Barack Obama could be forgiven for paraphrasing the Duke of Wellington by saying of Israeli Prime Minister Binyamin Netanyahu: "I'm not sure what he does to Tehran, but he scares the hell out of me."
Yes, it's that time again, when the junior partner of the sole military superpower flies to Washington to hand the US president a dressing down and to dispense orders on how to deal with Iran.
Once again Netanyahu lectured all and sundry on the Holocaust, lamenting Washington's failure to bomb Auschwitz in 1944, shortly before the death camp's liberation by the Soviet Red Army.
He drew the conclusion, despite Obama's repeated pledge to "always have Israel's back," that Israel can rely only on its own resources to protect its own interests.
"Today, we have a state of our own and the purpose of the Jewish state is to defend Jewish lives and to secure the Jewish future," Netanyahu declared.
His attempt to transpose the Europe of 1944 onto today's reality, to equate the Holocaust with Iran's civil nuclear programme, does not emanate from an inability to appreciate the historical inaccuracy of this fraudulent stance.
Obama tried last year to put pressure on the Israeli leader to assist him in kick-starting negotiations with the Palestinians by taking the necessary steps of halting the settlement-building programme in the occupied West Bank.
He was treated contemptuously by Netanyahu in a manner that no other international politician could have dreamt of doing.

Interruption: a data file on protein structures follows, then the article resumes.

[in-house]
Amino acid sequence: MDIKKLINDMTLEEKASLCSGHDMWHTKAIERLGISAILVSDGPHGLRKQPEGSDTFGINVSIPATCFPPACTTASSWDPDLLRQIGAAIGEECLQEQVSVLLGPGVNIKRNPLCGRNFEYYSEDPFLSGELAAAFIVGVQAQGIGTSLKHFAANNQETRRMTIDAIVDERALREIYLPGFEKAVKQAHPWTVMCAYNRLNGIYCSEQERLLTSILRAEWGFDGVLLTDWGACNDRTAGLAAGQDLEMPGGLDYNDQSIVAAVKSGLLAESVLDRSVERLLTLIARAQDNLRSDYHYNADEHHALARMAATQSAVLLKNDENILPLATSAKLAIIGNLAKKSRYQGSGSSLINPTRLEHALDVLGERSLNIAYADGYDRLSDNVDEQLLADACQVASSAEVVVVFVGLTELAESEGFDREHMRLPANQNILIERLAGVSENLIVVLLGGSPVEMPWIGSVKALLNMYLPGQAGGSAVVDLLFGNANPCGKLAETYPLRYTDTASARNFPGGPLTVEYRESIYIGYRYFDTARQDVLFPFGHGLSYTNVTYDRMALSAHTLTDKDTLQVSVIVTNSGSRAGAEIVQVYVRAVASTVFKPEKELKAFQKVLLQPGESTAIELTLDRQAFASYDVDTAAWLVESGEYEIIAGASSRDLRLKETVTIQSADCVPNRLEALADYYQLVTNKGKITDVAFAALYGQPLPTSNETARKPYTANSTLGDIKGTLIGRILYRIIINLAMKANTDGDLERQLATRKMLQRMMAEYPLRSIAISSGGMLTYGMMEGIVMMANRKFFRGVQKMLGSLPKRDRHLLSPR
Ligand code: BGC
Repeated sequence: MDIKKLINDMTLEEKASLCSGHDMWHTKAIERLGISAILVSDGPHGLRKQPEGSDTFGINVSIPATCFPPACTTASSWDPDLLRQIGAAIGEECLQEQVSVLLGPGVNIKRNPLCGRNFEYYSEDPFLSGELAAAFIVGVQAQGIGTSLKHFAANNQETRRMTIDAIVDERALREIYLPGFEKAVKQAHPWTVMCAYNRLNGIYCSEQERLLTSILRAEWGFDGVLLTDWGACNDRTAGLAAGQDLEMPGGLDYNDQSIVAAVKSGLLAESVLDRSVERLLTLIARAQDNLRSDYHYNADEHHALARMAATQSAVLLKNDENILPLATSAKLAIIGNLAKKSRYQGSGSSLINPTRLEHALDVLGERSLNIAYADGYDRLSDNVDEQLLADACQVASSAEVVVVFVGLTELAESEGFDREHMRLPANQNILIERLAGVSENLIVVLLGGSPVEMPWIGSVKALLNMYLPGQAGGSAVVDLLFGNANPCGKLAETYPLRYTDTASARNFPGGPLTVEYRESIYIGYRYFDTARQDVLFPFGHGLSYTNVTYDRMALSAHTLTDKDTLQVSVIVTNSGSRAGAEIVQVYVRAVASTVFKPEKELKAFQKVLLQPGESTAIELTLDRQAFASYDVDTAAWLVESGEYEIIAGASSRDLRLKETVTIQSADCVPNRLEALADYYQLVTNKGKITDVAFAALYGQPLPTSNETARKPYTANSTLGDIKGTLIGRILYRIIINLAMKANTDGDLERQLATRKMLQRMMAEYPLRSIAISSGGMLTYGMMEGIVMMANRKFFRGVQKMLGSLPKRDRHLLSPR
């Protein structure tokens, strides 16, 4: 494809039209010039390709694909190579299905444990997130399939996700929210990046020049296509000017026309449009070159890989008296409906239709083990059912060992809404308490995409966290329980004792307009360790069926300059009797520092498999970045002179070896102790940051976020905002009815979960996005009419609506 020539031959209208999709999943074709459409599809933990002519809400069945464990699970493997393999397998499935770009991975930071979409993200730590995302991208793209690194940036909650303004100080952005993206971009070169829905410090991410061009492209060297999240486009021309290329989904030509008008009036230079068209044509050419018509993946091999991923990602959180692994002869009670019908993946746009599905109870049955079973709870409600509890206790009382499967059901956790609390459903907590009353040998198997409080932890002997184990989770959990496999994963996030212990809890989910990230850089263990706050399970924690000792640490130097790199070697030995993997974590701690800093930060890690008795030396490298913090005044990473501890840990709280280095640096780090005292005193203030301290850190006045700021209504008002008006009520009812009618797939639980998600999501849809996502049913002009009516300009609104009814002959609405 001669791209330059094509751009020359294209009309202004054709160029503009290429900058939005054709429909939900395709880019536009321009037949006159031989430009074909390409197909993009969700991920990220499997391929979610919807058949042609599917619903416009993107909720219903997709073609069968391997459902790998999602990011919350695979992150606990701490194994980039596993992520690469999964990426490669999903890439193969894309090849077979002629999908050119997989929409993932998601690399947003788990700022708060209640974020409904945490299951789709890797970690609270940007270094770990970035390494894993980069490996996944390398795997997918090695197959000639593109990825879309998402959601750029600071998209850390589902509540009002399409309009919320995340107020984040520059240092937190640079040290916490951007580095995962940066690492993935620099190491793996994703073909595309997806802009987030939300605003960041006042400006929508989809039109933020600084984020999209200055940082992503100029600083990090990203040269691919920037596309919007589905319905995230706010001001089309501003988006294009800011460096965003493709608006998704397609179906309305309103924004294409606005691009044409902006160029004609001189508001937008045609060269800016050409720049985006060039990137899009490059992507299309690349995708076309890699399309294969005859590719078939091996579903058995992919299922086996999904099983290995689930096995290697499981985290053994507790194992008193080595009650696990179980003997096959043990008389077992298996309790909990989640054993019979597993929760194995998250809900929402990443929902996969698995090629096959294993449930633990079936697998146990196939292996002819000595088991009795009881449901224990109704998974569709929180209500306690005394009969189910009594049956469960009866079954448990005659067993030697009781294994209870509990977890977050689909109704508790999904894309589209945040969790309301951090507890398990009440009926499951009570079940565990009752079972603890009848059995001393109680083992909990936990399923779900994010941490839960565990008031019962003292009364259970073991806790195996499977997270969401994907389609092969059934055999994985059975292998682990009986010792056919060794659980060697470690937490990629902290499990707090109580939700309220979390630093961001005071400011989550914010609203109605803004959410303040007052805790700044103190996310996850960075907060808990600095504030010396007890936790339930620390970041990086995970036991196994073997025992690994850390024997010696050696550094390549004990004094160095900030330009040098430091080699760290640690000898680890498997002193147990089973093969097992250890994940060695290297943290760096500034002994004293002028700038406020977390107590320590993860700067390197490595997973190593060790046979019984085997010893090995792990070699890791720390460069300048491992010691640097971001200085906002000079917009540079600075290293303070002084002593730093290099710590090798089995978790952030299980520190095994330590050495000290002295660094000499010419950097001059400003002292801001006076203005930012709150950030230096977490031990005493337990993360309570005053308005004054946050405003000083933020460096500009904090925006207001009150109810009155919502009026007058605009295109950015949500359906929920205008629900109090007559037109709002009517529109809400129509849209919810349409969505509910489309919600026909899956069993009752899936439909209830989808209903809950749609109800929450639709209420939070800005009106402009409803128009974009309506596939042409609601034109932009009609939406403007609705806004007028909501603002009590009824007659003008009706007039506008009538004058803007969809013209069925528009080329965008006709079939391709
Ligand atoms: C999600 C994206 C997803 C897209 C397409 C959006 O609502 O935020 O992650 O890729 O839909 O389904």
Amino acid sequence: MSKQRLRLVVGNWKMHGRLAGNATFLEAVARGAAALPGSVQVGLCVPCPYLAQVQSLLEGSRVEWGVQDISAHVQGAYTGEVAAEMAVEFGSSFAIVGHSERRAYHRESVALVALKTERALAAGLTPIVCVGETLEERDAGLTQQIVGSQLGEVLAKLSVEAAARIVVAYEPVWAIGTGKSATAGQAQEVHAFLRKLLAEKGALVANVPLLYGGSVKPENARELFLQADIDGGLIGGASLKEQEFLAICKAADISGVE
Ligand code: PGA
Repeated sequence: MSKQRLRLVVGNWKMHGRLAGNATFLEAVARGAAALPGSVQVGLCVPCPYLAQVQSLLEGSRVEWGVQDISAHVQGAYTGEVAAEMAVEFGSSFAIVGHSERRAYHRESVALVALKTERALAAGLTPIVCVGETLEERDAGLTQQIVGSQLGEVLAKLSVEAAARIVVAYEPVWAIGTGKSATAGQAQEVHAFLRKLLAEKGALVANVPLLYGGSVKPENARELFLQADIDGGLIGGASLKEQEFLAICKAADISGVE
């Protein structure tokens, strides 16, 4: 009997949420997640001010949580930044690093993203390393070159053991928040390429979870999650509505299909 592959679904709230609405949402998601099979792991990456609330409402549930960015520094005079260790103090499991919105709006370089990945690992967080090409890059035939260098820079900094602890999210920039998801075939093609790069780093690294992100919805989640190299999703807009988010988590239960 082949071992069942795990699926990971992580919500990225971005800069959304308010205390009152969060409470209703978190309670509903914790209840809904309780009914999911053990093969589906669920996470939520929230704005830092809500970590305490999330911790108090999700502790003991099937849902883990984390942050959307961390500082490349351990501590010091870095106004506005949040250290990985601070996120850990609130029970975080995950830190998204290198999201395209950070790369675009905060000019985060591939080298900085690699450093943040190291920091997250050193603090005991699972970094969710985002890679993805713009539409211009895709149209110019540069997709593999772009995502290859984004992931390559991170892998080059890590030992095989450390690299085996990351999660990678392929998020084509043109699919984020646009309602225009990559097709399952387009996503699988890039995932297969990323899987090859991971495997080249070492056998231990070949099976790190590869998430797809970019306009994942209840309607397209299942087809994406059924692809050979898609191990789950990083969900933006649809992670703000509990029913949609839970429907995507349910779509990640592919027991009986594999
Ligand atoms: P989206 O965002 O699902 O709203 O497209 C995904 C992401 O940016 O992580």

Faced with a choice between backing their president or Netanyahu, most elected US politicians, of both parties would opt for the latter rather than face the wrath of pro-Israel lobby group Aipac.
Aipac, which is no more representative of the political views of US Jews than it is of US non-Jews, has worked assiduously to acquire a reputation for ruthless efficiency, with the power to destroy the careers of politicians who do not embrace its Tel Aviv-approved project.
That current priority is to project Iran's nascent civil nuclear programme as a declaration of impending annihilation against poor defenceless Israel, armed with little more than hundreds of nuclear weapons, the means to deliver them and the most modern air force and conventional forces in the entire region.
Netanyahu needs hysterical overreaction to Tehran's nuclear programme because he knows that any rational assessment would conclude, as US national intelligence director James Clapper did before Congress in January, that Iran has no plans to develop a nuclear military capability.
If he cons the US into believing that Israel faces an existential threat from Tehran, who could oppose a pre-emptive and essentially defensive strike against Iran's nuclear facilities?
Who would divert their attention from Israel's faltering right to existence to self-determination for the Palestinians, who are already dispossessed, ethnically cleansed and viewed as expendable?
Netanyahu is on a winning streak. Obama is a loser. But opposition is growing in the US to Israel's tail wagging Washington's dog.
Retired generals and intelligence officers have funded a newspaper advert opposing a "war of choice" against Iran, while 51 per cent of citizens do not want the US embroiled in a war of Israel's making.
Straws in the wind, to be sure, but sober heads in Israel may well be calculating already the negative effects of Netanyahu's repeated swaggering arrogance in the home of their closest ally.